The 2017 tax reform act (the Act) introduced new Code Section 965, which imposes a ‘toll charge’ on mandatory deemed repatriation of certain deferred foreign earnings. The IRS on January 15 released final regulations under Section 965 that retain the overall structure and basic approach of the proposed Section 965 regulations released on August 1, 2018, with modifications. Significant divergences from the rules in the proposed regulations include modifications to cash position determinations, basis adjustment elections, and the five-step ordering rule for E&P adjustments (including the interaction of the ordering rule with foreign tax credits and disregarded payment rules). The final regulations also clarify the timing and procedures for certain Section 965 elections and payments.
The final regulations generally apply beginning with the last tax year of a foreign corporation that begins before January 1, 2018, and, with respect to a US person, beginning with the tax year in which or with which such tax year of the foreign corporation ends.
The final regulations raise a number of important issues. PwC on January 23 hosted a webcast featuring PwC specialists who discussed some of these issues. This Insight highlights those discussions. Watch the webcast replay and register for future webcasts in PwC’s Tax Reform Readiness series, which addresses other areas affected by tax reform.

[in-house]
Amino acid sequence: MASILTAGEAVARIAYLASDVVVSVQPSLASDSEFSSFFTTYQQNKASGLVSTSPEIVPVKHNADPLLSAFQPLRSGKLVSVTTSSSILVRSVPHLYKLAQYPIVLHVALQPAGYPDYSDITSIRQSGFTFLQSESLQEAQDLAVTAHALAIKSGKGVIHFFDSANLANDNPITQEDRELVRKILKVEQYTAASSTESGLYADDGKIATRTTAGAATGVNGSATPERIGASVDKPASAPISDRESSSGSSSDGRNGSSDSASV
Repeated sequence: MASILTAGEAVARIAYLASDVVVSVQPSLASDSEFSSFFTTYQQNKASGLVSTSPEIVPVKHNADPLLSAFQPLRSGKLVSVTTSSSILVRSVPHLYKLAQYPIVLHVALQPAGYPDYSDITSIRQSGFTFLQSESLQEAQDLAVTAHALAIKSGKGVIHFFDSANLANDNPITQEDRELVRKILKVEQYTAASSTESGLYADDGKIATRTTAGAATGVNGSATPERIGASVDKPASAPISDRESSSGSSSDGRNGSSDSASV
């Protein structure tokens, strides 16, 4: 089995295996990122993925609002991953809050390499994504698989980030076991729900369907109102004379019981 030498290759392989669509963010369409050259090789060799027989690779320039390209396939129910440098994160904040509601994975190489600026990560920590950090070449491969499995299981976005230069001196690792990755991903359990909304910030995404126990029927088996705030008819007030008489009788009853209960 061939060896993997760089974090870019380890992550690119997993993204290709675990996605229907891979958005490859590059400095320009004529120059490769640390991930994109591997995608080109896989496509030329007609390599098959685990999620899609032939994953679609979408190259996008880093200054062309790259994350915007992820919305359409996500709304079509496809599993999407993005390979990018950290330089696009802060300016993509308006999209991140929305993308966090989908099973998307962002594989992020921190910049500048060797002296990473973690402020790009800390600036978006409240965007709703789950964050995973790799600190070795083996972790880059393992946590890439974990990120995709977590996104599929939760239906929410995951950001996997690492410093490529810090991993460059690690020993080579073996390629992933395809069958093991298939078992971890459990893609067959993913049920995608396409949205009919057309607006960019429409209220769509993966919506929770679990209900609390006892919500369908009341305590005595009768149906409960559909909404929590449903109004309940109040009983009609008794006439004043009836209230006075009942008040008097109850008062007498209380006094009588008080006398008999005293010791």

Although the final regulations generally follow the structure and approach set forth in the proposed regulations, there are significant modifications that are likely to affect a ‘toll tax’ calculation. Taxpayers subject to Section 965 should review the final regulations immediately to determine the impact, if any, on their toll tax liability. The above-mentioned highlights are not an exhaustive list of the provisions in the final regulations.
Observation: When asked during the January 23 webcast which provision in the proposed regulations they believe should have been modified in the final regulations, but was not, respondents were closely divided among certain publicly traded stock (e.g., controlled by a specified foreign corporation) (20%); illiquid cash (27%); cash related to PTEP generated by a Section 956 inclusion (26%); and notional cash pooling arrangements treated as creating intercompany receivables (26%).
Observation: When asked during the January 23 webcast which revision in the final regulations is most significant to their company, most respondents said foreign tax credits (42%), followed by E&P adjustments (26%) and basis adjustments (21%).
Partner, Washington National Tax Services ITS Leader, PwC US